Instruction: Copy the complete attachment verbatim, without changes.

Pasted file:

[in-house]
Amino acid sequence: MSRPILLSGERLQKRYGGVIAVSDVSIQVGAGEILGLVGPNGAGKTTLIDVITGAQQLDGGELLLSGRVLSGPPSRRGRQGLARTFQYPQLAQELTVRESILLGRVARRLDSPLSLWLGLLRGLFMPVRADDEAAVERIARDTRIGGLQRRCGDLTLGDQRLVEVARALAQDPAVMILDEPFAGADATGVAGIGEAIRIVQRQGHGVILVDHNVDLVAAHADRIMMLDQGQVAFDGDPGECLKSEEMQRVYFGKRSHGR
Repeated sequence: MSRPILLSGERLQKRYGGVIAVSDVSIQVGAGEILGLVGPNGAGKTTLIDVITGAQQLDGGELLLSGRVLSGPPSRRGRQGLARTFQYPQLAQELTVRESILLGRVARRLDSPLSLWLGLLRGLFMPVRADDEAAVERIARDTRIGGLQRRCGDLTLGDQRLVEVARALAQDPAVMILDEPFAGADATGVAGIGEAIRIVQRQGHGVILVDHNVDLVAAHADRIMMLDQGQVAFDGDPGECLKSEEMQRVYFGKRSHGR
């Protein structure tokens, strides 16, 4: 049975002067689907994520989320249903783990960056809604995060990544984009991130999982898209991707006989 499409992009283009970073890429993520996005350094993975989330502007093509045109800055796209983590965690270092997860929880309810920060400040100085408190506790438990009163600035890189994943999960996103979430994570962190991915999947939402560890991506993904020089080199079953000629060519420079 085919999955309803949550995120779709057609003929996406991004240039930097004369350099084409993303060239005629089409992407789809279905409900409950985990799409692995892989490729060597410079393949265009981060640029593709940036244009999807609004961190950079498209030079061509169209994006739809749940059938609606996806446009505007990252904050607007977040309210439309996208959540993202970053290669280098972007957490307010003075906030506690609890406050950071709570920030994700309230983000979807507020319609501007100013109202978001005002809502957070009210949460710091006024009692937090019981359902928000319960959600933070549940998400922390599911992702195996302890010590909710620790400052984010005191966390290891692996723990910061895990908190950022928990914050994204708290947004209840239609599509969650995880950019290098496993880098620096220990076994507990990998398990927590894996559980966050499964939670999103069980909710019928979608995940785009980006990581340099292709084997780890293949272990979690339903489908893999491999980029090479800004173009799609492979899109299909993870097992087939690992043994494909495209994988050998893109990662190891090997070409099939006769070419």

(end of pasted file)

[in-house]
Amino acid sequence: MSRPILLSGERLQKRYGGVIAVSDVSIQVGAGEILGLVGPNGAGKTTLIDVITGAQQLDGGELLLSGRVLSGPPSRRGRQGLARTFQYPQLAQELTVRESILLGRVARRLDSPLSLWLGLLRGLFMPVRADDEAAVERIARDTRIGGLQRRCGDLTLGDQRLVEVARALAQDPAVMILDEPFAGADATGVAGIGEAIRIVQRQGHGVILVDHNVDLVAAHADRIMMLDQGQVAFDGDPGECLKSEEMQRVYFGKRSHGR
Repeated sequence: MSRPILLSGERLQKRYGGVIAVSDVSIQVGAGEILGLVGPNGAGKTTLIDVITGAQQLDGGELLLSGRVLSGPPSRRGRQGLARTFQYPQLAQELTVRESILLGRVARRLDSPLSLWLGLLRGLFMPVRADDEAAVERIARDTRIGGLQRRCGDLTLGDQRLVEVARALAQDPAVMILDEPFAGADATGVAGIGEAIRIVQRQGHGVILVDHNVDLVAAHADRIMMLDQGQVAFDGDPGECLKSEEMQRVYFGKRSHGR
């Protein structure tokens, strides 16, 4: 049975002067689907994520989320249903783990960056809604995060990544984009991130999982898209991707006989 499409992009283009970073890429993520996005350094993975989330502007093509045109800055796209983590965690270092997860929880309810920060400040100085408190506790438990009163600035890189994943999960996103979430994570962190991915999947939402560890991506993904020089080199079953000629060519420079 085919999955309803949550995120779709057609003929996406991004240039930097004369350099084409993303060239005629089409992407789809279905409900409950985990799409692995892989490729060597410079393949265009981060640029593709940036244009999807609004961190950079498209030079061509169209994006739809749940059938609606996806446009505007990252904050607007977040309210439309996208959540993202970053290669280098972007957490307010003075906030506690609890406050950071709570920030994700309230983000979807507020319609501007100013109202978001005002809502957070009210949460710091006024009692937090019981359902928000319960959600933070549940998400922390599911992702195996302890010590909710620790400052984010005191966390290891692996723990910061895990908190950022928990914050994204708290947004209840239609599509969650995880950019290098496993880098620096220990076994507990990998398990927590894996559980966050499964939670999103069980909710019928979608995940785009980006990581340099292709084997780890293949272990979690339903489908893999491999980029090479800004173009799609492979899109299909993870097992087939690992043994494909495209994988050998893109990662190891090997070409099939006769070419």